In this work we study the concerned elliptic and parabolic inverse potential problems, and contribute in the following two aspects. First, we establish novel conditional stability estimates for the concerned inverse problem, including both weighted and standard stability. The latter is obtained under a certain positivity condition, which can be verified for a class of problem data. The derivation is purely variational, using only a nonstandard test function, and extends directly to the error analysis. Second, we derive novel weighted error bounds for the discrete approximations under very mild regularity conditions on the problem data and unknown coefficient as well as the standard error bounds under some positivity condition. Note that the analysis does not employ standard source type conditions. Instead, it is achieved by a novel choice of the test function in the weak formulation, as in the conditional stability analysis, adapting the stability argument to the discrete setting, which allows us to bypass the standard source condition. To the best of our knowledge, these results represent the first error bounds for the discrete approximations for the inverse potential problem. Further, we provide several numerical experiments to complement the theoretical analysis.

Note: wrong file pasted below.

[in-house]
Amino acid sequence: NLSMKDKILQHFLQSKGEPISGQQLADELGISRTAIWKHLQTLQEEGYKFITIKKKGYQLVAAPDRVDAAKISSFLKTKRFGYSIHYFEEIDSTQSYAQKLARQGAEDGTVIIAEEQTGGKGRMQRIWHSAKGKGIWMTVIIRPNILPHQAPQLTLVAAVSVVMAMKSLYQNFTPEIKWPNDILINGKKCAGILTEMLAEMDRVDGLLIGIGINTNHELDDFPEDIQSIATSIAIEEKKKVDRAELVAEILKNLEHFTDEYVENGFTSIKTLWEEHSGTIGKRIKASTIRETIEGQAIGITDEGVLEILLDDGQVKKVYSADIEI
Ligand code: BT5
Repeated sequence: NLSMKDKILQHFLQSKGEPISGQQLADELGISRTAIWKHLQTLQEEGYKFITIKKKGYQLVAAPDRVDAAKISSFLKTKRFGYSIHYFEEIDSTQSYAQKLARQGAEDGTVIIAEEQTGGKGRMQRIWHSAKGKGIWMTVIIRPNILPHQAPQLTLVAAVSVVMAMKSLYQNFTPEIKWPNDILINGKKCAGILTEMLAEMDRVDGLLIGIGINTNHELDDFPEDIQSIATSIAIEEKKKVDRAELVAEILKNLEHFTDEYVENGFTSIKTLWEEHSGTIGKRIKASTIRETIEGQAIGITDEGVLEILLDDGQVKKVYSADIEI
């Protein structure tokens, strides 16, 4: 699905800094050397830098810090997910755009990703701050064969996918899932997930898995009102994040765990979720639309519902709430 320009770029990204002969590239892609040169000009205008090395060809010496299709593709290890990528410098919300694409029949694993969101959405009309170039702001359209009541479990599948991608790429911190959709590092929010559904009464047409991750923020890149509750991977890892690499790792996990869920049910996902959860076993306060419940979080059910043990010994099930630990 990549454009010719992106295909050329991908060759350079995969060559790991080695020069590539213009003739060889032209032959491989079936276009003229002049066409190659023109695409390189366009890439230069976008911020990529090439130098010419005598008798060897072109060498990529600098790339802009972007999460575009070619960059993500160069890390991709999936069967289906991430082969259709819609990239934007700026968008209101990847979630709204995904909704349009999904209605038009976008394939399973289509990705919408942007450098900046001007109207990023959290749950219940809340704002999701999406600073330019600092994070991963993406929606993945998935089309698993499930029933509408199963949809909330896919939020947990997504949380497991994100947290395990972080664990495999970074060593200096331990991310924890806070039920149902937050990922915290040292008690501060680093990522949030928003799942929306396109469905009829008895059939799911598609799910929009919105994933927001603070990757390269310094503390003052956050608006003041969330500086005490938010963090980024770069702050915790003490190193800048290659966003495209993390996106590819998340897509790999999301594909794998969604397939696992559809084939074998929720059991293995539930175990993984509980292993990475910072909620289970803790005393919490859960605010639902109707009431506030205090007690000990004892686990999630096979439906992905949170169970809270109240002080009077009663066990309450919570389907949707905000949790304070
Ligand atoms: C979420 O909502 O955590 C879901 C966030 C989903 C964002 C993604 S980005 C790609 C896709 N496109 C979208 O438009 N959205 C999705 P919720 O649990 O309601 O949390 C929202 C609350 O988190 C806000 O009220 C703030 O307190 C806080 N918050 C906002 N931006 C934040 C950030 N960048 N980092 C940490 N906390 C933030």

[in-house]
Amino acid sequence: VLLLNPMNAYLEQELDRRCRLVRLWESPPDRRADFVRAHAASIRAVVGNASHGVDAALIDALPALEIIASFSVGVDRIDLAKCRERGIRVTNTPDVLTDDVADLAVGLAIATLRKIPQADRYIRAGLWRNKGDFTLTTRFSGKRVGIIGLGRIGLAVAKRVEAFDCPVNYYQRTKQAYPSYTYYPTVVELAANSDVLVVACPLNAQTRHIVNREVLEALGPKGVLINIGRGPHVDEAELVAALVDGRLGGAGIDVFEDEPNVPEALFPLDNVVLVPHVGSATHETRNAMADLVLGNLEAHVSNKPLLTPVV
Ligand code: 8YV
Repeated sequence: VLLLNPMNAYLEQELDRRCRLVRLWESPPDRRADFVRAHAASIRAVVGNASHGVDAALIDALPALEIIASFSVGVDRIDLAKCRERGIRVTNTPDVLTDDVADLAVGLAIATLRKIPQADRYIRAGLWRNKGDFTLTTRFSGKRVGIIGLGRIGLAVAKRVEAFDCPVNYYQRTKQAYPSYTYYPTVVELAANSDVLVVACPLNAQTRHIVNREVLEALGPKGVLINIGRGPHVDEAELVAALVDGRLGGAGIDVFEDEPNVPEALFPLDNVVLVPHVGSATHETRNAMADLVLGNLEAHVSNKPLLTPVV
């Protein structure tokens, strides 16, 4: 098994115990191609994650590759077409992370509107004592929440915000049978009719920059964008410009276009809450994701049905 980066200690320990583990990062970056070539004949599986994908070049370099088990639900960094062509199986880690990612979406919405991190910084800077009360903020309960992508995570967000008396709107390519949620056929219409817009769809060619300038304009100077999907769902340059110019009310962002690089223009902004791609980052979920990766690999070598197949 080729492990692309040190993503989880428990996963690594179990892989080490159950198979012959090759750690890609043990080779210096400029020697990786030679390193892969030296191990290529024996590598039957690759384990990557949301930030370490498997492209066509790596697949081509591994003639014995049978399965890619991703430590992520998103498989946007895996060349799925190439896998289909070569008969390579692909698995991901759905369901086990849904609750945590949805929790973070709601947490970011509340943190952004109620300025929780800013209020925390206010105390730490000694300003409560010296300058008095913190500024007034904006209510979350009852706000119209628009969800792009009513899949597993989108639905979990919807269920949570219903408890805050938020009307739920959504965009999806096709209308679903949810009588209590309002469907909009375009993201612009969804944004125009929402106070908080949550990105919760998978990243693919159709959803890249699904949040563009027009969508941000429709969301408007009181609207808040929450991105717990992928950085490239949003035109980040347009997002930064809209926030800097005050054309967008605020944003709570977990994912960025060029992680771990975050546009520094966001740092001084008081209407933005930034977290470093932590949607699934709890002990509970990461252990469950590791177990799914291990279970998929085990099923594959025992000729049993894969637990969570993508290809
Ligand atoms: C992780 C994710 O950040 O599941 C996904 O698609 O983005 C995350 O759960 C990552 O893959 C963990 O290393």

Now we review existing works on the analysis and numerics of the inverse potential problem. Several uniqueness and stability results have been obtained [30, 11, 25, 3, 12]. Choulli and Yamamoto [11] proved the uniqueness of recovering the potential , initial condition and boundary coefficient from terminal measurement, and also gave a stability result under a smallness condition. In the parabolic case, Beretta and Cavaterra [3] proved the unique recovery of the potential from the time-averaged observation. More recently, Choulli [12] derived a new stability estimate in the elliptic case. The well-posedness of the continuous regularized formulation has been analyzed for both elliptic / parabolic cases [17, 37, 14, 38], and convergence rates with respect to the noise level were obtained under various conditions. In the 1D elliptic case, Engl et al [17, Example 3.1] derived a convergence rate of the regularized approximation by Tikhonov regularization under the standard source condition with a small sourcewise representer. Hao and Quyen [22] presented a different approach without explicitly using the source condition. More recently, Chen et al [9] proved conditional stability of the inverse problem in negative Sobolev spaces, which allows deriving variational inequality type source conditions and also showing convergence rates of the regularized solutions, and the authors studied both elliptic and parabolic cases. Klibanov, Li, and Zhang [26] presented an interesting convexification method for the inverse problem which allows proving globle convergence despite the nonlinearity of the inverse problem (and actually the method allows recovering a time-independent source simultaneously). This work extends the current literature with new stability analysis and error analysis of discrete approximations Broadly speaking, this work is along the line of research which connects stability analysis with error analysis of discrete schemes (see, e.g., [7, 8] and references therein) and convergence rate with conditional stability (see, e.g., [10, 36]).